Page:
The following table presents the total compensation earned in fiscal 2013 for each member of our board of directors, except for our CEO, Mr. Staple, who receives no additional compensation for his service as a director. Other than as described in the table below, none of our directors, except Mr. Staple, received fees or reimbursement of any expenses (other than customary expenses in connection with the attendance of meetings of our board of directors) or any equity or non-equity awards in fiscal 2013. Mr. Staple's compensation is described below in the section titled "Executive Compensation."


Director Name
  Fees Earned
or Paid in Cash
($)
  Option Awards
($)(1)(2)
  All Other
Compensation
($)
  Total
($)
 

Bhaskar Chaudhuri

    15,000     55,619         70,619  

Gary W. Cleary

              35,315 (3)   35,315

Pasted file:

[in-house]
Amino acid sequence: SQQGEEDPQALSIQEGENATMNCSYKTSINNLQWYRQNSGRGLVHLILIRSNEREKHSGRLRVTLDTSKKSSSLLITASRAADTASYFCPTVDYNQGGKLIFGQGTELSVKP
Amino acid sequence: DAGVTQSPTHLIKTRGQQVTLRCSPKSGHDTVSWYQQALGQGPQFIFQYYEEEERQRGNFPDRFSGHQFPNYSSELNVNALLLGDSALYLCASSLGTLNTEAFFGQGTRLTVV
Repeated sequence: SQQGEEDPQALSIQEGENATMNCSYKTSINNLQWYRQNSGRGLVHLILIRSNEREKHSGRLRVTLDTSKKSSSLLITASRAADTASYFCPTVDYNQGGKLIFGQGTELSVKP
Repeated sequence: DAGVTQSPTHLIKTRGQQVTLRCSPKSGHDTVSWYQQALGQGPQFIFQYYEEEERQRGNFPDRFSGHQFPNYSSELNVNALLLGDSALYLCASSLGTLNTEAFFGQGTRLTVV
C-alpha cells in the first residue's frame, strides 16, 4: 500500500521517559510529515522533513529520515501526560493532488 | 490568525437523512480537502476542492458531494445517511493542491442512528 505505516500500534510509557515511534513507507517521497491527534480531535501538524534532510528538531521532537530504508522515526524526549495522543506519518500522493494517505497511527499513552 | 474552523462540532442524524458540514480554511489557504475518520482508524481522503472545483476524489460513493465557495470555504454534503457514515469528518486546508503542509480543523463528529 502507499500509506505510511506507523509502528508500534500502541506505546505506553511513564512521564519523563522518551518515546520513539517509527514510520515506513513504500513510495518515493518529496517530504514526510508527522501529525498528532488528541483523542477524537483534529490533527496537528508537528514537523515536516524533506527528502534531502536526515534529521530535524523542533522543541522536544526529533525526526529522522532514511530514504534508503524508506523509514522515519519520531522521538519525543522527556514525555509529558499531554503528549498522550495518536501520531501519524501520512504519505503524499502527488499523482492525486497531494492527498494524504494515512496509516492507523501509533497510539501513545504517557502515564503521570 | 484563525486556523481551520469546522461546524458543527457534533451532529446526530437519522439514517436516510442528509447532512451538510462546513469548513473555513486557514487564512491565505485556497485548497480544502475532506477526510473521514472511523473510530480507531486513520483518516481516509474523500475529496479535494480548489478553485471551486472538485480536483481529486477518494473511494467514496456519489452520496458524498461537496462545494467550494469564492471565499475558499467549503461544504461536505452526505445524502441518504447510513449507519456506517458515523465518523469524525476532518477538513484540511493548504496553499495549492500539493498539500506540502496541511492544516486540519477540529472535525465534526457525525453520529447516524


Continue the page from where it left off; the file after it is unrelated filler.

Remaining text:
Ronald Eastman

                 

Phyllis Gardner

    11,500             11,500  

David Greenwood

    109,063     223,607     62,361 (4)   395,031  

John Kozarich

    13,500     6,955 (5)       20,455  

Robert W. Thomas

    19,000             19,000  

Daniel G. Welch

    16,000             16,000  

(1)
The amounts reported in the Option Awards column represent the grant date fair market value of the stock options granted under the 2012 Equity Incentive Plan during fiscal 2013 as computed in accordance with ASC 718. The assumptions used in calculating the dollar amount recognized for financial statement reporting purposes of the equity awards reported in this column are set forth in note 11 to our financial statements included in this prospectus. Note that the amounts reported in the column reflect the accounting cost for these stock options, and do not correspond to the actual economic value that may be received by the directors from the stock options.